Dracul, the recently published prequel to Bram Stoker’s Dracula, written by his great-grandnephew Dacre Stoker and J. D. Barker, is a treat for both Dracula enthusiasts and Dracula scholars. The novel tells a fictional story about Bram Stoker’s childhood and early life from the 1850s through 1868, including his encounters with Dracula. Although the story is obviously fictional, the authors drew upon Stoker’s early versions of Dracula, including his handwritten notes, to create this spellbinding tale.
When the novel opens, Bram is a sickly child growing up in Ireland during the potato famine. He nearly dies at birth, but his nurse Ellen Crone saves him, although no one is quite sure how. She continues to care for him during his illnesses and the family notices that afterwards, as he grows stronger, she becomes weaker. Over time, Bram and his sister Matilda continue to notice strange things about Ellen. At one point, Bram sees her naked limbs, which have the appearance of those of a wrinkled old woman, although she seems fairly young. They investigate her room and find the floor dirty and dusty with no sign of footprints. Ellen realizes they are curious about her, so she taunts Bram for going out at night to investigate her wanderings, all the while climbing the walls and ceiling like a spider. Many other strange incidents occur that make it obvious Ellen is not human, but then she disappears from the children’s lives for many years.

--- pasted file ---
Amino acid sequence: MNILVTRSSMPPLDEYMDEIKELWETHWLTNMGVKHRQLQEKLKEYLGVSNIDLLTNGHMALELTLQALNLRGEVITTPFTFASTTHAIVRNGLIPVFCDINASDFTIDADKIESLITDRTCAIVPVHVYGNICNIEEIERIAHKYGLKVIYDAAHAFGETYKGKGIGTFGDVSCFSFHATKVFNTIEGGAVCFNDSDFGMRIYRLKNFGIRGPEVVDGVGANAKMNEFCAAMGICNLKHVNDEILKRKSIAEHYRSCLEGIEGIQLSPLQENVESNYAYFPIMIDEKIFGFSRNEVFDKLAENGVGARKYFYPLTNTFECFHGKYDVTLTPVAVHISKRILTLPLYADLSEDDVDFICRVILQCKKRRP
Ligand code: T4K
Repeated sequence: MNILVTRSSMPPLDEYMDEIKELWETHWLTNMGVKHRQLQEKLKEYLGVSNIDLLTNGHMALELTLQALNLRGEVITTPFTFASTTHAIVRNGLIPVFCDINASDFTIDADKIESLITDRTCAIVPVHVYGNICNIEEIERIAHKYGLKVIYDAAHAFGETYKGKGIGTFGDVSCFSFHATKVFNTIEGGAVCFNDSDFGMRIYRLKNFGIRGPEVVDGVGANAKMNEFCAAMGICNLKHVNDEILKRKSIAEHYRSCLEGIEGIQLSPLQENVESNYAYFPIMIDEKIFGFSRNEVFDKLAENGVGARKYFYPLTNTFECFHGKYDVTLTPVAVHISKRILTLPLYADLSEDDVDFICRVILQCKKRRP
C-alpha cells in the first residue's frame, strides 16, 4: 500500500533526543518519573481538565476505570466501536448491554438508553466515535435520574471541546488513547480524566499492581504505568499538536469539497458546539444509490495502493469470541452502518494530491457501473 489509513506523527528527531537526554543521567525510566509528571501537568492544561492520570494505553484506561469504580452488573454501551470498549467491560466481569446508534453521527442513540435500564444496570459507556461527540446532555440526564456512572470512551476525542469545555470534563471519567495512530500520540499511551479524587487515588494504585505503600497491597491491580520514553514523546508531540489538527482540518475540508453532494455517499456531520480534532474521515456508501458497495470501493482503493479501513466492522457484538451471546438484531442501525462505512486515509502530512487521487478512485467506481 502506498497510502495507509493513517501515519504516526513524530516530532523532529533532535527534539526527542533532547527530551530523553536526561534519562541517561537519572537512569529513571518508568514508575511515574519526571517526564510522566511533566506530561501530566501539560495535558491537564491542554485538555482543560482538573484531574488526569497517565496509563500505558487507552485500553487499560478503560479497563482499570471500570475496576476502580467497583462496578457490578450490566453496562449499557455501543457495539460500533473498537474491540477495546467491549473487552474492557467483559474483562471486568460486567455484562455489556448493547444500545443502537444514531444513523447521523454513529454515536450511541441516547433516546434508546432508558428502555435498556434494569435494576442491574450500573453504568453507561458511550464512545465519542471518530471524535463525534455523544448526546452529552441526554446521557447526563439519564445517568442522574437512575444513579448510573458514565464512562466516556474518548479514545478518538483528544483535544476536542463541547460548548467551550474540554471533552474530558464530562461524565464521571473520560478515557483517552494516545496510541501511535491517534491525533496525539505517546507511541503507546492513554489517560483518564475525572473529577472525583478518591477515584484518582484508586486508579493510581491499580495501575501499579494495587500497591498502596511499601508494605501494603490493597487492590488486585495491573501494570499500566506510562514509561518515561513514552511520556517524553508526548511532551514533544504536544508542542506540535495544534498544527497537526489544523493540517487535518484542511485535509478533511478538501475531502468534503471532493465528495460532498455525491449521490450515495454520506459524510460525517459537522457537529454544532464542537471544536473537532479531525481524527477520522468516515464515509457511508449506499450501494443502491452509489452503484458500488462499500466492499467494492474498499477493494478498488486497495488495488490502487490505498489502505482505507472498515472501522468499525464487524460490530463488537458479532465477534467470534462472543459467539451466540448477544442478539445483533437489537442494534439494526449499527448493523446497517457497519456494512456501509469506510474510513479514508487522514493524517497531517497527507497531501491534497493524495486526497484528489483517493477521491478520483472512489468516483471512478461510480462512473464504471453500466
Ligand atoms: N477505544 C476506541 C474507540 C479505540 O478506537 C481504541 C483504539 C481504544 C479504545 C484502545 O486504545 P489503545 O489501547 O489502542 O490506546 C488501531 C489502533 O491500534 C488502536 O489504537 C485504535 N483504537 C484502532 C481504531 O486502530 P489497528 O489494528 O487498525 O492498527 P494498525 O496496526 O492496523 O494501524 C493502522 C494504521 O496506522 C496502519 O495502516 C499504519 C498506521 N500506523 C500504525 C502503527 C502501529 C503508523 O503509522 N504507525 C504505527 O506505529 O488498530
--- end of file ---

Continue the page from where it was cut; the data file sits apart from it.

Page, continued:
I don’t want to give away the whole plot beyond that, but it’s sufficient to say that Ellen has had dealings with Dracula, and as a result, Bram also encounters the great vampire. I found the book entertaining, although some readers might find the novel far-fetched and not like it’s lack of being accurate to Stoker’s biography—I am not aware that Stoker ever had a nurse named Ellen and could not find evidence of her in the recent Stoker biography by David J. Skal, Something in the Blood, or that he ever traveled to Munich to fight vampires. Regardless, the authors raise some interesting questions about Stoker’s writing of Dracula and the possibility that it was based on real events. Consequently, the novel’s afterword alone makes Dracul worth reading.